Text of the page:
Secrets of their pasts (including one involving Sarah Paulson) and subsequent mixed-fortune adulthoods spill out, making for a mix of catharsis and nostalgia that redefine relationships.
Film Review: ' Fairhaven' The Hollywood Reporter: The movie starts with a Tom Brady TV interview, in which he questions whether, even with all his success: "Is this it?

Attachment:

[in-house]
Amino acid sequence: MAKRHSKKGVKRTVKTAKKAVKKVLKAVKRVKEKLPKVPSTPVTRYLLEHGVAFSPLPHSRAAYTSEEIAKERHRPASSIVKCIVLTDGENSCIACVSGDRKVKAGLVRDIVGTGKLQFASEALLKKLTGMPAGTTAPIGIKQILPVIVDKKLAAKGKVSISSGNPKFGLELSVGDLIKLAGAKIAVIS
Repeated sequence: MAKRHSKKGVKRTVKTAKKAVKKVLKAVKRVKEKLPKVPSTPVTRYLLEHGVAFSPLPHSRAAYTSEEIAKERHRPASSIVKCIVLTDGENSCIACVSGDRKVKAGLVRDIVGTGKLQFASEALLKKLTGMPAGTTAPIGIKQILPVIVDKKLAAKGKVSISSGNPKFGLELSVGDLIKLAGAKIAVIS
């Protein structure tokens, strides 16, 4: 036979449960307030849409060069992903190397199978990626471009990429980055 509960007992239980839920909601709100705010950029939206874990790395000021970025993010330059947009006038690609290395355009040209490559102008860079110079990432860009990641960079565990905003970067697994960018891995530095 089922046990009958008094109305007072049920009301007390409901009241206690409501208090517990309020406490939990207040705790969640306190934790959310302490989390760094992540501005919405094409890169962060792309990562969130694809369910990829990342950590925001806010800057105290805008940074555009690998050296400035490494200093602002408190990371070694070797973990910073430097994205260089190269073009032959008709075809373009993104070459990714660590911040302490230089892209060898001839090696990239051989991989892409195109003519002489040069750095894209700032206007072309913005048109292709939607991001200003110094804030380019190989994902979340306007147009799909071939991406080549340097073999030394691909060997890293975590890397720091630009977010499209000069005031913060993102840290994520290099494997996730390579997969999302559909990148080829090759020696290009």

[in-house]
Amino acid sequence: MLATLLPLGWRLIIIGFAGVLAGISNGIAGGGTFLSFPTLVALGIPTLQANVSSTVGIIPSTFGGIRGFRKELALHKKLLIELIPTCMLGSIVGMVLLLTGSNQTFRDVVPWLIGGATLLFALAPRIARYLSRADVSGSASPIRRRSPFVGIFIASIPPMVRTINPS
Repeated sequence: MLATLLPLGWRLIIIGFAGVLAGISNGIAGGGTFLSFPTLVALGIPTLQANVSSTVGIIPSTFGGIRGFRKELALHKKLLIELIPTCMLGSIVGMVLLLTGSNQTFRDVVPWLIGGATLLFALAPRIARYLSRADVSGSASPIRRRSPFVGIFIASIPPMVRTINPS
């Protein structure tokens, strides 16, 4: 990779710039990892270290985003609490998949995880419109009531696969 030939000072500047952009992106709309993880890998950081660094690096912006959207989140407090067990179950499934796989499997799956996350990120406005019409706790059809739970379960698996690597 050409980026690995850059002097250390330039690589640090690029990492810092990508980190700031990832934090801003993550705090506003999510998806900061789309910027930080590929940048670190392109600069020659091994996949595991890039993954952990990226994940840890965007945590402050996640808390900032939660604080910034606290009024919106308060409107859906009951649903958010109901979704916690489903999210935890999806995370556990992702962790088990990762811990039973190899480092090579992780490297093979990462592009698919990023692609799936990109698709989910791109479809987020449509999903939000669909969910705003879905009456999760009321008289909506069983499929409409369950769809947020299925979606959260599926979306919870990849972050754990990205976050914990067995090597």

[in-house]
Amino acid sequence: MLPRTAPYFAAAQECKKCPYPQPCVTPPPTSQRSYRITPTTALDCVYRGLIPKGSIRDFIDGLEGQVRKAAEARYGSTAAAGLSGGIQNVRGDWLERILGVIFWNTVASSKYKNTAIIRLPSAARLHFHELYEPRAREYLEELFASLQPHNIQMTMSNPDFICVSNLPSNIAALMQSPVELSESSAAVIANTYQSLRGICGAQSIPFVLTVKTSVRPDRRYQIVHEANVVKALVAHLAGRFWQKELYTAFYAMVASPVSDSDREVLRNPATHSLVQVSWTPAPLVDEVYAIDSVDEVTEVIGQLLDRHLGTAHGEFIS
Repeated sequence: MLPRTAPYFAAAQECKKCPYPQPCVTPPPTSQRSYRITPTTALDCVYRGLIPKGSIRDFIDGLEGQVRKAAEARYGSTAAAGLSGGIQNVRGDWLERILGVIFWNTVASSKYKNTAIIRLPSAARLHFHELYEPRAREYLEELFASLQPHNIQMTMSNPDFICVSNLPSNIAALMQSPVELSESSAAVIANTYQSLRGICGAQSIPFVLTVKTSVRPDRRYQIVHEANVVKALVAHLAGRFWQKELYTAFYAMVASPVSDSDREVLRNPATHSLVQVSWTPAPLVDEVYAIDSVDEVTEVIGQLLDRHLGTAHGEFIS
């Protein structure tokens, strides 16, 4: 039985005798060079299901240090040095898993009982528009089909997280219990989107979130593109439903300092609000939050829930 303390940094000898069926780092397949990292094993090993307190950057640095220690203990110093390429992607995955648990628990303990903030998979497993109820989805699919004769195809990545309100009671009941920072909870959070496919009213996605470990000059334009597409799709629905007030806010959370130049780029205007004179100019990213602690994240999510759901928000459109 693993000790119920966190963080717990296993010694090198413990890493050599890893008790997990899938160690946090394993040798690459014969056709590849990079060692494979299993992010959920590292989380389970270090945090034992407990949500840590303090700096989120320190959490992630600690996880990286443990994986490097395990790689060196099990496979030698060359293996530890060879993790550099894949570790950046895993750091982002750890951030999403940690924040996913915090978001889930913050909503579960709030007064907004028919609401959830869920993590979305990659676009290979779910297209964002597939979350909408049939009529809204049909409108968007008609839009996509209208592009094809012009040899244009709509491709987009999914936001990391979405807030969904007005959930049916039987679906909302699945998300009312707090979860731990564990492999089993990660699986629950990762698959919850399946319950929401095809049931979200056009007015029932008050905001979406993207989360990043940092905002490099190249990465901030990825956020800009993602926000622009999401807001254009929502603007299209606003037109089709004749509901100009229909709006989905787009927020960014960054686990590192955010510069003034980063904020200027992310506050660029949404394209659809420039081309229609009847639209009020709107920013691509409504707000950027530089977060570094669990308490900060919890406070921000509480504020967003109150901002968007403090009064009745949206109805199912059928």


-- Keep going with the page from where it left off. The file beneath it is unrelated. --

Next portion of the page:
” But at this point in my life, I feel very grateful for where I am. I think as an actor, you’re constantly putting yourself out there, and a lot of times failing -- and failing in front of a bunch of people -- and sometimes you have a good moment and something clicks.But it wasn't Jennifer Garner's dress that was the main focus of attention at the glitzy award ceremony in Los Angeles.The actress, 45, sent social media into meltdown when cameras caught her pulling a bewildered facial expression in what appeared to be an epiphany moment.We always knew we would struggle for financing, so instead of spending years and years and years of struggling of financing, we kept it as small as possible, so we needed the least amount [of money].THR: It’s a character-driven movie, so I imagine you filmed many more scenes than what ended up in the final cut. Messina: Tom was in the editing room with his editor, and they really cracked open the movie there in New York. We kind of worked on the editing, the same way we worked on the writing.THR: Funny that Mark Duplass is doing the show; you’re both so ubiquitous.Messina: I love that he’s on there, and whenever we have a scene to do, it’s a ball. There have been a couple of articles that people have written about the two of us and comparing our year and whatnot, and I always feel really lucky to be in an article next to him, a list next to him.And sometimes things that don’t make it in, they’re really fun scenes or stuff that meant a lot to you or you thought were really funny or really moving, but ultimately if they don’t move the story along or serve the story, you have to say goodbye to it. I’m being forced to rest, but I haven’t done much resting, and I’m not complaining because it certainly hasn’t always been like this.Some of those things were hard to say, and some of them are jarring; you look at them and say, "That has to go." I know we loved it when we shot it, and we thought it was great, but it’s not. There’s been a lot of times that I thought I’d never work again; I was really bummed out.I won’t lie to you; there’s a lot more to do, I have a lot more to say and a lot more places I want to go, but I’m very fortunate I ended up here at this moment in time. So it’s constantly a roller-coaster ride, and I think even the greatest, biggest movie stars, as human beings, are constantly going, "Maybe I’m not all that, maybe I need to fix this or that." So I think no matter who you are or how successful you are, you’re going to be questioning as long as you’re from the planet Earth. I grew up in Long Island, and at first I went to Manhattan and Brooklyn and Queens and then I moved out west.THR: Do you think it’s a misconception that actors have it all and don’t have the existential crises that everyone else does? THR: In , your character goes home but isn’t that excited about it. So when I go home, it’s that feeling that I think most people have when you drive down a certain block and remember making out with a girl in a car on that block, and you drive past your best friend’s house, but they’ve torn it down. There’s a lot of ghosts there, and it’s sometimes really nice to visit them, and maybe sometimes painful, but ultimately it’s who you are and where you came from. Which is ultimately the way that I like to work and am best suited.